“Openness is fundamental to representative government. Yet the congressional process is replete with activities and actions that are private and not observable by the public. How to distinguish reasonable legislative secrecy from impractical transparency is a topic that produces disagreement on Capitol Hill and elsewhere. Why? Because lawmaking is critical to the governance of the nation. Scores of people in the attentive public want to observe and learn about congressional proceedings. Yet secrecy is an ever-present part of much legislative policymaking; however, secrecy and transparency are not either/or constructs. They overlap constantly during the various policymaking stages. The objectives of this report are four-fold:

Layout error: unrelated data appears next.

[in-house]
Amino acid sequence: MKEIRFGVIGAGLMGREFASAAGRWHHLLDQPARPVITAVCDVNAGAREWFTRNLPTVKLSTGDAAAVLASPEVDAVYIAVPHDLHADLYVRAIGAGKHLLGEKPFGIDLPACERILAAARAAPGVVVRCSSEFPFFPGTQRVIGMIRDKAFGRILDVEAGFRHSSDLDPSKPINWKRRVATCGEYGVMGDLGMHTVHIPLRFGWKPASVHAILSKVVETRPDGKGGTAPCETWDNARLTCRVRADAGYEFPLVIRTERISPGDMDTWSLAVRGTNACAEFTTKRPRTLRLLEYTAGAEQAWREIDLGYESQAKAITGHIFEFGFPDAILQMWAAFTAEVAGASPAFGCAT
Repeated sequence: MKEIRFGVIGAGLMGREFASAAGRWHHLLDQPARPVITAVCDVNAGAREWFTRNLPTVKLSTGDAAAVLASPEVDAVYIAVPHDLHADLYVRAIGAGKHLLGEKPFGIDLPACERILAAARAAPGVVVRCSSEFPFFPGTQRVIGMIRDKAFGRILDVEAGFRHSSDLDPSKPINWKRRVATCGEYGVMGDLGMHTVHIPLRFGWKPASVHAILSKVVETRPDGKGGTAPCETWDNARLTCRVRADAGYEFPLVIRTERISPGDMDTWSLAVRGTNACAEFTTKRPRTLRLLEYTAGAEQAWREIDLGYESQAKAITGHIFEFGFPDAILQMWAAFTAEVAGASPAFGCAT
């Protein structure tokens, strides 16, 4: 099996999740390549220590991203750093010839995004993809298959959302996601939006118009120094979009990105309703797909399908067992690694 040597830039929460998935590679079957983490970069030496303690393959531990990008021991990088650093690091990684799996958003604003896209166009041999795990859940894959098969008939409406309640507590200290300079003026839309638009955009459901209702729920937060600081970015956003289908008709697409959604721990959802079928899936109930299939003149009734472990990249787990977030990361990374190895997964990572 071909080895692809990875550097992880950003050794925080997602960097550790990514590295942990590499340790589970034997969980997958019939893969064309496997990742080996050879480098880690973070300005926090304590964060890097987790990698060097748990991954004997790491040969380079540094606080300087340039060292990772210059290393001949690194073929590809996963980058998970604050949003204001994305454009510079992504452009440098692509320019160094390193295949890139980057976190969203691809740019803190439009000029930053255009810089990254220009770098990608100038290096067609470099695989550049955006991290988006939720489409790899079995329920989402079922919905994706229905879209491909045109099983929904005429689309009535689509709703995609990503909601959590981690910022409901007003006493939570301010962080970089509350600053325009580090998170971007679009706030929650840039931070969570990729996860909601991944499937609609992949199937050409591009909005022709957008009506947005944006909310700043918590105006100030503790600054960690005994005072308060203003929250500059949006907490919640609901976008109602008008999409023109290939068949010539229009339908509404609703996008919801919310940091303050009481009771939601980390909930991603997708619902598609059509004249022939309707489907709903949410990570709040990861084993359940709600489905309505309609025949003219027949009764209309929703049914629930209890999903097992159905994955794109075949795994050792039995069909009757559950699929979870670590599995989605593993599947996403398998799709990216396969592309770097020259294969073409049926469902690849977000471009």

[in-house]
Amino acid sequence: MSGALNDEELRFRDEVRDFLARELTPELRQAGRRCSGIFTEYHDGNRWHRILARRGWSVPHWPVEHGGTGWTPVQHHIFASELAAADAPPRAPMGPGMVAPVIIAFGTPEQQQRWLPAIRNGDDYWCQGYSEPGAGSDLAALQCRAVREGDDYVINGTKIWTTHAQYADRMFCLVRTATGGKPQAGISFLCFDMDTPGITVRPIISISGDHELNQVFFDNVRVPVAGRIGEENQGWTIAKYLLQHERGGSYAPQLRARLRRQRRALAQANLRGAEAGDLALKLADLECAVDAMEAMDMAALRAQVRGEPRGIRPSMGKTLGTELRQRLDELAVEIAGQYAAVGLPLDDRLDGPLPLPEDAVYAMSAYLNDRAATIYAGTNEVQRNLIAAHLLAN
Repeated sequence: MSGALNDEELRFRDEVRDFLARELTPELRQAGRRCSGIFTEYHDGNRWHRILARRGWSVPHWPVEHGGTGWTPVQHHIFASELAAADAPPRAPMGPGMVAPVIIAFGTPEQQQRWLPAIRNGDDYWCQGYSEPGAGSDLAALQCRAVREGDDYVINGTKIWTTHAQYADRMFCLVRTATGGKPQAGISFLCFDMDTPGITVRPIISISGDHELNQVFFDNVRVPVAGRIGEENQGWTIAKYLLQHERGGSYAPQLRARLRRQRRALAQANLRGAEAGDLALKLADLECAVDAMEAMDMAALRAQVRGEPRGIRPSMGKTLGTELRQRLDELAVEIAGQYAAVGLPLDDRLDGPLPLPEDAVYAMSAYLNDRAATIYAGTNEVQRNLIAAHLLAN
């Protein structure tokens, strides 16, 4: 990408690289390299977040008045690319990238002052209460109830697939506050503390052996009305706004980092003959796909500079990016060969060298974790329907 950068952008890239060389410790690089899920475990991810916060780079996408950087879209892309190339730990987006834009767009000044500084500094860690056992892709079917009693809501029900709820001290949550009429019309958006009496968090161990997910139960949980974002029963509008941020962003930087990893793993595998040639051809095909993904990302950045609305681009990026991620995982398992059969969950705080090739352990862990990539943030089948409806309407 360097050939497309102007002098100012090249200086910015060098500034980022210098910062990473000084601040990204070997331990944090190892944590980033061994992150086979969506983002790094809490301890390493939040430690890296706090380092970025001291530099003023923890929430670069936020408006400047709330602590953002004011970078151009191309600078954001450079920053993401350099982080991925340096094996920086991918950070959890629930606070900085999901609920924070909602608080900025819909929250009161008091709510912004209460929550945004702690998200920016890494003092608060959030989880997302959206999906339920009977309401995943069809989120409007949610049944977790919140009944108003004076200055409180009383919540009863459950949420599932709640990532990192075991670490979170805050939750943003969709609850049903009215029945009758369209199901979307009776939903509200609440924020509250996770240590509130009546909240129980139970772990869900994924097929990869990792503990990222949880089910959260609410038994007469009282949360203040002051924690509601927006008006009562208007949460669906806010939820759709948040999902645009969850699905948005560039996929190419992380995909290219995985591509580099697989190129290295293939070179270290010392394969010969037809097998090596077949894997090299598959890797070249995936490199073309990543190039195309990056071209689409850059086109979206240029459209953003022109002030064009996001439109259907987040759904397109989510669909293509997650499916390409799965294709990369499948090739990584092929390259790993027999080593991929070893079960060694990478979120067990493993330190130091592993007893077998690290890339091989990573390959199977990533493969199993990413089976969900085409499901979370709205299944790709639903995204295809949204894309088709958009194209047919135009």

first, to outline briefly the historical and inherent tension between secrecy and transparency in the congressional process;
second, to review several common and recurring secrecy/transparency issues that emerged again with the 2011 formation of the Joint Select Deficit Reduction Committee;
third, to identify various lawmaking stages typically imbued with closed door activities; and
fourth, to close with several summary observations.”
Sabrina is also the solo Editor, Publisher and Founder of LLRX.com® – Legal, technology and knowledge discovery resources on the “moving edge” for Librarians, Lawyers, Researchers, Academic and Public Interest Communities – launched in 1996.